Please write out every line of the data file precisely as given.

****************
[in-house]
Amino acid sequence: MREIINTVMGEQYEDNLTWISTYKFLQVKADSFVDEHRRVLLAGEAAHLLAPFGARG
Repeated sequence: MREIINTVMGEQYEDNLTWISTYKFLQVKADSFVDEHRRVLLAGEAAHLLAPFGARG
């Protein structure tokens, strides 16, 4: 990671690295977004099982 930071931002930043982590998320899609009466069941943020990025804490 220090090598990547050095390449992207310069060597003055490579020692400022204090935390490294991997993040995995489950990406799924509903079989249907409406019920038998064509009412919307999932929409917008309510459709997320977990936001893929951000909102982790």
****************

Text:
[in-house]
Amino acid sequence: MREIINTVMGEQYEDNLTWISTYKFLQVKADSFVDEHRRVLLAGEAAHLLAPFGARG
Repeated sequence: MREIINTVMGEQYEDNLTWISTYKFLQVKADSFVDEHRRVLLAGEAAHLLAPFGARG
């Protein structure tokens, strides 16, 4: 990671690295977004099982 930071931002930043982590998320899609009466069941943020990025804490 220090090598990547050095390449992207310069060597003055490579020692400022204090935390490294991997993040995995489950990406799924509903079989249907409406019920038998064509009412919307999932929409917008309510459709997320977990936001893929951000909102982790």